But do we really want to react to situations instead of examining our deeper motives? I know, its hard work to examine why we react the way we do. However, if we want to be more peaceful and enjoy more loving relationships, we must go to the source of our problems. Reacting to situations means our mind searches its data bank for historical references to make sense of the present moment. To illustrate the point, assume you had an argument with your sibling related to a subtle matter. Your sibling over-reacts and directs hurtful insults at you, which triggers an emotional cascade of retaliation. The situation is further escalated by spiteful responses traded between you, before one of you storms out of the room in anger. Family members have a knack for activating our pain response. It lies in knowing that our reactions stem from the programmed beliefs and thoughts stored in our unconscious mind.

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The Legitimacy Of Your Beliefs

“The fact of the matter is that our unconscious is wiser than we are about everything.” ― M. Scott Peck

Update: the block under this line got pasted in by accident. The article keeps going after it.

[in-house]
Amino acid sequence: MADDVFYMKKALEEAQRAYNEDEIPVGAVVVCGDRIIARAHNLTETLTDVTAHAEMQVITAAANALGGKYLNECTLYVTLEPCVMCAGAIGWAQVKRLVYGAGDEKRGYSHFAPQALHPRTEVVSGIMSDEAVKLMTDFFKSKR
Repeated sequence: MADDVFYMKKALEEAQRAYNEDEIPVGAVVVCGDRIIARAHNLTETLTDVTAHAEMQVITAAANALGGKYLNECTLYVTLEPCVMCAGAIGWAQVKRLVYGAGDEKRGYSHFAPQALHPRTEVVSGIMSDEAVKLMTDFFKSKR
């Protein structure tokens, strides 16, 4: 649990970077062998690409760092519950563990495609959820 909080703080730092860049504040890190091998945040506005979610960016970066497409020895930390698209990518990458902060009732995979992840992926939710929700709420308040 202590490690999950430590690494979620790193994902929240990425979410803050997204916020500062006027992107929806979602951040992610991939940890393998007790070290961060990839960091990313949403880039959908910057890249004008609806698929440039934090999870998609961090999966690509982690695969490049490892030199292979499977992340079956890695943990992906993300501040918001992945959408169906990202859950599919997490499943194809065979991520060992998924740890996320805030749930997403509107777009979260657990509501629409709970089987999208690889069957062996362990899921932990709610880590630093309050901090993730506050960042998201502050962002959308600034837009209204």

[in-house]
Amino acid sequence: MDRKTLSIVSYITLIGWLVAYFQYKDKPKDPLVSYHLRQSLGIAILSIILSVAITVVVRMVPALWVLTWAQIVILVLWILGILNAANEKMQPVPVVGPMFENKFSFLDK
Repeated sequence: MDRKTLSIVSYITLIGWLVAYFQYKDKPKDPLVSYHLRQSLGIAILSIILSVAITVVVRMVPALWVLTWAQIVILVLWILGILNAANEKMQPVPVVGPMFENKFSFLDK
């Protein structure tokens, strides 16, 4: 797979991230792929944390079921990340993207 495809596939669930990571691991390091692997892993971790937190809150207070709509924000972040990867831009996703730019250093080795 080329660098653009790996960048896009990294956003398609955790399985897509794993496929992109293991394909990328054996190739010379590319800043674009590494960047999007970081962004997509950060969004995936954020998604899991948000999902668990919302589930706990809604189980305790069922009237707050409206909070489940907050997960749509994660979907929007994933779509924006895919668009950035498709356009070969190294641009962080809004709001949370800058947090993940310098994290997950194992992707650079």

When we are unconscious to our actions, we react instead of interact to situations. For example, some years ago my colleague and I were conducting a health seminar in the faculty of a well-known university. We were discussing the benefits of drinking good quality Artesian water in place of tap water, owing to its benefits for long term health. A member of the audience took it upon herself to verbally attack us, stating there was no scientific evidence to support our statements. This person reacted to our statements, rather than interacted with us. She could have used the situation to foster dialogue between us and other members of the audience to present counter arguments. This would have created a healthy forum to discuss the topic rather than become embroiled in a heated exchange of words.